Obviously, Lauderdale and YouGov are not necessarily right about Britons’ voter preferences: They could be mistaken about their voter typology and other assumptions. But election systems in the UK — and the US — demand that researchers make an effort to go beyond the national vote, to the local level. YouGov’s approach to that problem is clever and innovative; if it works on June 8, pollsters dealing with inconvenient election systems could take a giant step toward greater accuracy.
In any case, it’s worth keeping a closer eye on the YouGov model’s results than on traditional polls, if only because it worked well for Brexit. As my Bloomberg View colleague Therese Raphael has pointed out, the protest mood that splashed out in that vote isn’t gone, and the election shares certain features with Brexit.
For example, though bookmaker Betfair on Thursday put the chances of a Conservative majority at 80 percent, Betfair spokesperson Katie Baylis told me this was because the big bets were being made on it — while a greater number of bettors placed their money on Labor.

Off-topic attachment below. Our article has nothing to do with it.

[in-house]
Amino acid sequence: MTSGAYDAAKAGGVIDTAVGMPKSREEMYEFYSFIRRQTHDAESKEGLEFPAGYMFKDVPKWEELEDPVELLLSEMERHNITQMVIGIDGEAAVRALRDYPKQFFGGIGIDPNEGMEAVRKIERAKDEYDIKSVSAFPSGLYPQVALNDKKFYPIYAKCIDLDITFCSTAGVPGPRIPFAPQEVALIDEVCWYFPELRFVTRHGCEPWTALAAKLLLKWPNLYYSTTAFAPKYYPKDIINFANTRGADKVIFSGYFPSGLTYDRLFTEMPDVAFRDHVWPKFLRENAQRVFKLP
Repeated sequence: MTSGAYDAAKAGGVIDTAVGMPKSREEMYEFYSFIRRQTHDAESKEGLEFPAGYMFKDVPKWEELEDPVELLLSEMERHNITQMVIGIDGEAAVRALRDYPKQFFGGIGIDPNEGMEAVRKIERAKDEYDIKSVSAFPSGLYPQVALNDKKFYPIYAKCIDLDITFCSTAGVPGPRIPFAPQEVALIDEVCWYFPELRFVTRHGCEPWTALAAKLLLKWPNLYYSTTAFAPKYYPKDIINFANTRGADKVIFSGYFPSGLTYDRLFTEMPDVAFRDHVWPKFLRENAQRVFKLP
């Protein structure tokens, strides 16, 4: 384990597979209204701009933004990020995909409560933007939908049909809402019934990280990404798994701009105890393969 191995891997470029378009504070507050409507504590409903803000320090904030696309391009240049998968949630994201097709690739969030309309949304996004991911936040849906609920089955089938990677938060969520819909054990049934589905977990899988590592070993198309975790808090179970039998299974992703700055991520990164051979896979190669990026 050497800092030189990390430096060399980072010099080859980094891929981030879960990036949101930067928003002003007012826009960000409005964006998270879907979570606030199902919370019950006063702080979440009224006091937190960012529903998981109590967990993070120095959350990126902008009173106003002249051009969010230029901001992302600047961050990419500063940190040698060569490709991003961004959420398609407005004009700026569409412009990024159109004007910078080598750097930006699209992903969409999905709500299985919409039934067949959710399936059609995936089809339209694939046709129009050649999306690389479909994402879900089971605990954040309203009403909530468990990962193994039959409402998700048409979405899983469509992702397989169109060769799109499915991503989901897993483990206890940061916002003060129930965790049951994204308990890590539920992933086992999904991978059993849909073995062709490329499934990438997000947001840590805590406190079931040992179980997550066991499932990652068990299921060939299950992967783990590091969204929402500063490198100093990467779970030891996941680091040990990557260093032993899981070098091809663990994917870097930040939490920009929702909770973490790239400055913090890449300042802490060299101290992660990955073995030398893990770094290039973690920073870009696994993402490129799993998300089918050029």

“On our Most Seats market (our biggest market in this election) we have seen more than 90 percent of volume or money on the Tories, but more bets on Labour (about 40 percent compared to 30 percent for the Tories),” she said.
That’s how things stood before the Brexit vote, too: A greater number of (mostly working class) bettors placed their money on “Leave,” while the wealthier bettors followed the polls and went for “Remain.”
Robert Barnes, the US lawyer who made hundreds of thousands of dollars betting on Brexit and Donald Trump’s victory, has told me his money is on Labour outperforming projections because it’s harvesting the anti-establishment vote. That’s exactly what the YouGov model is showing, too. The likelihood of a hung parliament, in which no party has a majority, is not negligible. May is in danger of snatching defeat from the jaws of victory. Even if she does get a majority, it appears highly unlikely that it will be strong enough to give her a free hand, both in Brexit negotiations and in domestic politics.